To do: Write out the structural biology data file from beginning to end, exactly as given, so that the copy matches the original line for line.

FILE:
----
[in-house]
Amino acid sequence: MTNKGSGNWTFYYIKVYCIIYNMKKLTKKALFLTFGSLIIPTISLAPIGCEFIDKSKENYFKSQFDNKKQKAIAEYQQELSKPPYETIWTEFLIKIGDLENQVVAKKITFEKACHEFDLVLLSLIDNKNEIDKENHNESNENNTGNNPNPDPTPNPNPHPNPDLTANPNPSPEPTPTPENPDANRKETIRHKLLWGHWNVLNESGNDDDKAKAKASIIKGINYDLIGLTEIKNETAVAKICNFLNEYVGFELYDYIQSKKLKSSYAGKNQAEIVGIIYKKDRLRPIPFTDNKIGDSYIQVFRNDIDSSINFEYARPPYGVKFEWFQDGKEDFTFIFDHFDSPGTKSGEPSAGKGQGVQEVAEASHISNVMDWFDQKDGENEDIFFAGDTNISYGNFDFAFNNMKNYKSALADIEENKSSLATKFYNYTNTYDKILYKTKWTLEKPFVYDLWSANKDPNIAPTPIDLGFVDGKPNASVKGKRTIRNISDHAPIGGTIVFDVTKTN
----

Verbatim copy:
[in-house]
Amino acid sequence: MTNKGSGNWTFYYIKVYCIIYNMKKLTKKALFLTFGSLIIPTISLAPIGCEFIDKSKENYFKSQFDNKKQKAIAEYQQELSKPPYETIWTEFLIKIGDLENQVVAKKITFEKACHEFDLVLLSLIDNKNEIDKENHNESNENNTGNNPNPDPTPNPNPHPNPDLTANPNPSPEPTPTPENPDANRKETIRHKLLWGHWNVLNESGNDDDKAKAKASIIKGINYDLIGLTEIKNETAVAKICNFLNEYVGFELYDYIQSKKLKSSYAGKNQAEIVGIIYKKDRLRPIPFTDNKIGDSYIQVFRNDIDSSINFEYARPPYGVKFEWFQDGKEDFTFIFDHFDSPGTKSGEPSAGKGQGVQEVAEASHISNVMDWFDQKDGENEDIFFAGDTNISYGNFDFAFNNMKNYKSALADIEENKSSLATKFYNYTNTYDKILYKTKWTLEKPFVYDLWSANKDPNIAPTPIDLGFVDGKPNASVKGKRTIRNISDHAPIGGTIVFDVTKTN